Gardening for Pollinators

  • Difficulty Rating: Beginner
Gardening for Pollinators

Attracting pollinators to the garden is relatively simple. Consider what living creatures need for life: fresh water, food sources and safety.

Include those, and the butterflies, birds, flies, bees, beetles and more will flock to your garden. Understanding the specifics of what pollinators need at what time of year and incorporating those in your garden will also help ensure your edibles produce bountiful fruits, your garden looks and smells fantastic, and the beneficial creature population is not out-weighed by pests.

Begin by appreciating that most of the “pesky bugs” we encounter in a healthy garden are actually beneficials rather than pests. Insecticides used to beat back pest insects won’t discriminate between the good guys and the bad guys; they’ll kill them all. And, unfortunately, it takes significantly more time for the beneficials to repopulate the garden than it does for the pest insects. And, many of those beneficials – from birds to beetles to bees - not only pollinate your plants, but they also act as predators against the pests. If their population is decimated through the use of pesticides, it can be very difficult to regain balance and natural harmony in the garden. Creating a pesticide free habitat creates a safe world for your beneficials.

Once you recognize beneficial pollinators come in many forms, it’s time to begin selecting plants to fit the diets of their various lifecycles. Even many ugly flies are good in the garden – parasitizing caterpillars and cutworms as infants then pollinating flowers like Queen Anne’s Lace as adults. Understanding the lifecycle of each pollinating insect helps gardeners design with plants that attract egg-laying adults looking for a good meal for themselves and their progeny. For instance, gorgeous swallowtail butterflies swarm into gardens planted with fragrant, nectar-rich summer phlox; plus, they can’t resist laying their eggs on swaying summer dill, which feeds their young when they hatch as caterpillars.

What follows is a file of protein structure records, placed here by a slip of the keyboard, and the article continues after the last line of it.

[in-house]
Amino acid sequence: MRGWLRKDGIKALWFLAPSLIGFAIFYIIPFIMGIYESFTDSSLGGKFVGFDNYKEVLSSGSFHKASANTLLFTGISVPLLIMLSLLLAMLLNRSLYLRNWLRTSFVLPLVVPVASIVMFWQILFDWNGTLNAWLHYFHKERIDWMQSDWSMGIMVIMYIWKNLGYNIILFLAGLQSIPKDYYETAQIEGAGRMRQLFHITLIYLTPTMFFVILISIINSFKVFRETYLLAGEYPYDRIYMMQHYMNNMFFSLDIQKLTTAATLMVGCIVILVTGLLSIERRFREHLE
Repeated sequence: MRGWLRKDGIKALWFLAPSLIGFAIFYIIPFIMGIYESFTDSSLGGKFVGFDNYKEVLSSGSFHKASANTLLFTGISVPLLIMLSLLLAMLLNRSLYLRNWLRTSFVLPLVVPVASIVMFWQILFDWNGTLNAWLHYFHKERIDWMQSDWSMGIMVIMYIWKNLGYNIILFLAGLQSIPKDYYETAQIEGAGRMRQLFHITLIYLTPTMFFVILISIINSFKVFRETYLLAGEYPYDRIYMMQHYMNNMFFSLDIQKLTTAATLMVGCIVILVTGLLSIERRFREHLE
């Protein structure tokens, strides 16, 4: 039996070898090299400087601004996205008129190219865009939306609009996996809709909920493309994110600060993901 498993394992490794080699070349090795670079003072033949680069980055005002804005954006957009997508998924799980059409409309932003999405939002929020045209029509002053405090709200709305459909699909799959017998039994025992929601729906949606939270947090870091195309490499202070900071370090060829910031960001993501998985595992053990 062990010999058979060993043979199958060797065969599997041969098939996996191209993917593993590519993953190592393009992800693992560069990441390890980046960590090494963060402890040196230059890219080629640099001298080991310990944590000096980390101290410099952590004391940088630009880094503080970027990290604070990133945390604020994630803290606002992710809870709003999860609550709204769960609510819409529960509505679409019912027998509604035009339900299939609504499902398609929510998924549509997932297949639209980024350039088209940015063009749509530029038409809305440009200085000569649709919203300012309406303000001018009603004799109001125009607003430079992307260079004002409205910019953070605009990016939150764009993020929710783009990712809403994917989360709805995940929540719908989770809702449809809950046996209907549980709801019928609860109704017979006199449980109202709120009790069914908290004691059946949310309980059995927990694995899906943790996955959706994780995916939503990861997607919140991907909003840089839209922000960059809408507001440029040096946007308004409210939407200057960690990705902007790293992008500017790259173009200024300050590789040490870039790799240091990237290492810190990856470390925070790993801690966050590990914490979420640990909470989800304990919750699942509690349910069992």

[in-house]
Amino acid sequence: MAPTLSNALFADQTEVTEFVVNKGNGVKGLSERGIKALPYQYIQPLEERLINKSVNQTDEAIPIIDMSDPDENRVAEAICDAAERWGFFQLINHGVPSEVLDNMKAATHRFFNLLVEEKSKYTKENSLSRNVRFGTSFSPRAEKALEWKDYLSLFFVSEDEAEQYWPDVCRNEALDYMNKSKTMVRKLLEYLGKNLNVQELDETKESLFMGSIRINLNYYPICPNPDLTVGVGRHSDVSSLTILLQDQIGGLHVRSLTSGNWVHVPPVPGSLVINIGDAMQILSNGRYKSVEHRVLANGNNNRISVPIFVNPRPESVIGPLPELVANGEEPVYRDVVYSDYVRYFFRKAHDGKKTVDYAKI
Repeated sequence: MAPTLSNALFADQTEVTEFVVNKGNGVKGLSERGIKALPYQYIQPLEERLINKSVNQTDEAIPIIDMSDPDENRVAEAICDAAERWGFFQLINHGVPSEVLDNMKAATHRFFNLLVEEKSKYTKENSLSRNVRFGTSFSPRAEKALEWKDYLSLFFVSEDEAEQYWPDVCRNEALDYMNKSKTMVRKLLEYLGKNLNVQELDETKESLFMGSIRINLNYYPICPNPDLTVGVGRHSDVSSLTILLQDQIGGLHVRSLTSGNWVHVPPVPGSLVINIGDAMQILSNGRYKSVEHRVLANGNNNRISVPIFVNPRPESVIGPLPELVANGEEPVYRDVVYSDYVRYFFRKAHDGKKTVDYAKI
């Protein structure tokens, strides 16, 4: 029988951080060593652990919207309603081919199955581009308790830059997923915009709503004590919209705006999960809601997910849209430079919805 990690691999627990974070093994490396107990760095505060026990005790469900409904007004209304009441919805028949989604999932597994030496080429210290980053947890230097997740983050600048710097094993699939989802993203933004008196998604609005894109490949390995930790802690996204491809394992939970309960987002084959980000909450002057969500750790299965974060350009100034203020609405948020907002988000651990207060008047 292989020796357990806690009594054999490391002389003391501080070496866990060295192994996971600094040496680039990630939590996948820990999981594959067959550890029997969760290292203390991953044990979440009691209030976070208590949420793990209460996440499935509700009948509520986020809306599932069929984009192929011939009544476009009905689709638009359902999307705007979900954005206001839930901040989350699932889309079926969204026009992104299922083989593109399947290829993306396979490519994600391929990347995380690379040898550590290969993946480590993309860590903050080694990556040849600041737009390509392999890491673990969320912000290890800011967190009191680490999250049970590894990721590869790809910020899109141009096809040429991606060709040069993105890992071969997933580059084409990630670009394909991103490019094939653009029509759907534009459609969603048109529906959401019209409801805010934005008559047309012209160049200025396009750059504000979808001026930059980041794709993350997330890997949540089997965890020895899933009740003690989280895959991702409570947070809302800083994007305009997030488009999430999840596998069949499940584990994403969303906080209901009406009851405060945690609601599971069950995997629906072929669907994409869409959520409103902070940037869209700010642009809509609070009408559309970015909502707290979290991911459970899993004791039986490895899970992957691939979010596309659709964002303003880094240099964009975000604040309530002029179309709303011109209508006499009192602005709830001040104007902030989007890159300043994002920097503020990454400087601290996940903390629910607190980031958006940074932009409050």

If watching nectar-seeking hummingbirds fly through the garden fills you with happiness, add in maples to feed them early in spring, witch hazel for much-needed mid-winter nectar and fuchsia for summer and late fall. Quickly, you’ll find they prefer your flowering plants to any feeders hanging about. Plus, as they fly about sipping nectar, they’ll likely eat up a few aphids and other soft-bodied pest insects along the way!

If your goal is to attract pollinating insects for the purpose of increasing your food production, plant a banquet of their favorite pollen and nectar-rich flowering plants near your veggie garden. Wild bumblebees will make their way to your tomatoes and pumpkins on their own, but to get the honeybees to visit them, you may need to plant lavender, thyme, borage or other favorites of the honeybee nearby. Perennial favorites like Echinacea and rose, which honeybees cannot resist, bloom in-step with summer crops, making fantastic lures to bring the bees toward your crops. This amounts to a bit of garden trickery, but every creature wins!


Lastly, when you’re designing your pollinator garden, don’t forget to include water sources. Insects and birds are drawn to spaces that offer fresh water as well as food. Water sources high off the ground will appear safe and attract songbirds. Sources with twig bridges, cork or glass floats or wet stones will allow bees to safely land, drink and not drown in the process. Of course, be sure the water you provide moves or is changed regularly to stay fresh and to remain free of pesky, disease-carrying mosquitoes. Mosquito larvae prefer to develop in stagnant water, and it takes about four days (or more) for them to hatch after being laid.

Looking for more plant ideas to entice the pollinators to your garden, opt for a few of these easy favorites to get started: sedum, heuchera, dill, maple, rose, apple, Manzanita, Pieris, clematis, fuchsia, peony, cat mint, Mahonia, Ribes, thyme, oregano, borage, strawberry, and blueberry.